Venus is visible low in evening twilight but will become prominent in our dusk skies later in the year.
Mars is now positioned just below Saturn and above the star Antares low in the south early evening.
Jupiter heads towards the daytime skies by late August, with conjunction on September 26th.
Saturn now visible early evening low in the south in Scorpius – a good time to see this ringed `gem`.
Uranus rises by late evening in the constellation of Pisces – best views in autumn skies.
Neptune now rises mid evening in the constellation of Aquarius – best views in autumn skies.

Moons phases in August
New Moon August 2nd Moonless, best time for deep sky observing.
First Quarter August 10th Best days to see shadow details in lunar craters (early evening)
Full Moon August 18th Best days to see bright ray craters like Copernicus / Tycho.
Last Quarter August 25th Moon visible in daytime skies. Do not look directly at the Sun.

Meteor shower s
Perseid range July 23rd to August 20th, Maxima August 13th (pre dawn) ZHR
80+ / hour, visually 30 to 50 per hour – Fast meteors with bright persistent
trails.
Delta Aquarids, range July 15th to August 20th, maxima August 6th, ZHR 10/ hr

The highlights of the month.
Perseid Meteor Shower, favourable only after moon set in the early hours. Maxima August 12th/ 13th

Saturn very low in south in Scorpius , rings open at 24° DE [tilt] showing Saturn’s North Pole.

Mars also in Scorpius, appears to shrink in apparent size , telescopes still show a small disk with white polar cap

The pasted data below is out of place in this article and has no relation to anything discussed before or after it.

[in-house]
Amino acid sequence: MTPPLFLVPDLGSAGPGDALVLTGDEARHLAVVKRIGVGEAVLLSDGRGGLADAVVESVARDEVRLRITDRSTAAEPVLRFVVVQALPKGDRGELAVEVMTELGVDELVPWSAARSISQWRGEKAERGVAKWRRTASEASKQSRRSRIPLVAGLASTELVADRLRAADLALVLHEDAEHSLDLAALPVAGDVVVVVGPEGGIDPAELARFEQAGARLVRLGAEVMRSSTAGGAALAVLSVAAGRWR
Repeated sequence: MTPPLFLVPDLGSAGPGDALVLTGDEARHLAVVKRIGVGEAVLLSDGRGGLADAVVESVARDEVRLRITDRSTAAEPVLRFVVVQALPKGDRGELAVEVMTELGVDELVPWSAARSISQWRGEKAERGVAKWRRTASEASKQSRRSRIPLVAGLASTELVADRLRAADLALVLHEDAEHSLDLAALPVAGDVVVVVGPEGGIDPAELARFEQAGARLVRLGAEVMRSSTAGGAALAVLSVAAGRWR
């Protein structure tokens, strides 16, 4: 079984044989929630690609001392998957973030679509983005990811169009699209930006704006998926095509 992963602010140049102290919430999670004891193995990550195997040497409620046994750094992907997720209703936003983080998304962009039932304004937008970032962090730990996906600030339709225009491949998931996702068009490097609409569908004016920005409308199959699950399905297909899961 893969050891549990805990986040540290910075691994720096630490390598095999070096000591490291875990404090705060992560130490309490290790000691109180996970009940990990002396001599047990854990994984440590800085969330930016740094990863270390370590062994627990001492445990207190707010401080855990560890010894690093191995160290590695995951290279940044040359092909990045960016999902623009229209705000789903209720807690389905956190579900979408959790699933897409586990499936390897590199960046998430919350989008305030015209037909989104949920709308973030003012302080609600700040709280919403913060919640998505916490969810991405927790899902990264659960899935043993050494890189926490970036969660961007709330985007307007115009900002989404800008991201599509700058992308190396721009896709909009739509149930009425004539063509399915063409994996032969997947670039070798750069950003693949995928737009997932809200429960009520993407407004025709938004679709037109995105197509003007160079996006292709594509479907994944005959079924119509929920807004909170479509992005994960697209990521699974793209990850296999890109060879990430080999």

Saturn, Mars and the red star Antares alight vertically, low in the south west on the evening of August 26th

Noctilucent cloud – watch the NW skies from 90 minutes to 120 minutes after sunset (see text)

Milky Way star fields, visible from dark sites on moonless evenings Remember the binoculars if your on holiday in a dark site and trace out the star fields and dark rifts through Cygnus, Aquila, Scutum and down into Sagittarius.

DSLR astrophotography – Sky photography on moonless evening – 28mm /50mm lens – manual focus to infinity. Set ISO / ASA 1600, exposure 30s, remote cable release , tripod mounted – Have a go at capturing some of the star fields through Cygnus around Deneb ( NGC 7000 N.American Nebula) / Scutum – you may also capture a Perseid meteor too on a moonless evening.

More detailed sky notes and LAS Newsletters, Finder charts are available to LAS members via the Members` page on the LAS Website http://www.lutonastrolink.org.uk Artificial satellite and International Space Station visible passes and bright Iridium flares – check the home page for posting s of details of favourable observing times.

Waxing crescent Moon visibility . Caution. Do NOT look at the Sun directly with or without optical aid.
A thin, 4% waxing crescent moon is visible after sunset on August 4th from around 21:00 to moonset at 21:21 BST Planet Mercury lies 0.5° north of the crescent Moon tonight.
Note the dimly lit part visible by Earthshine is readily seen with binoculars or small telescope. Only look for the crescent Moon after the sun has completely set.

Advertisements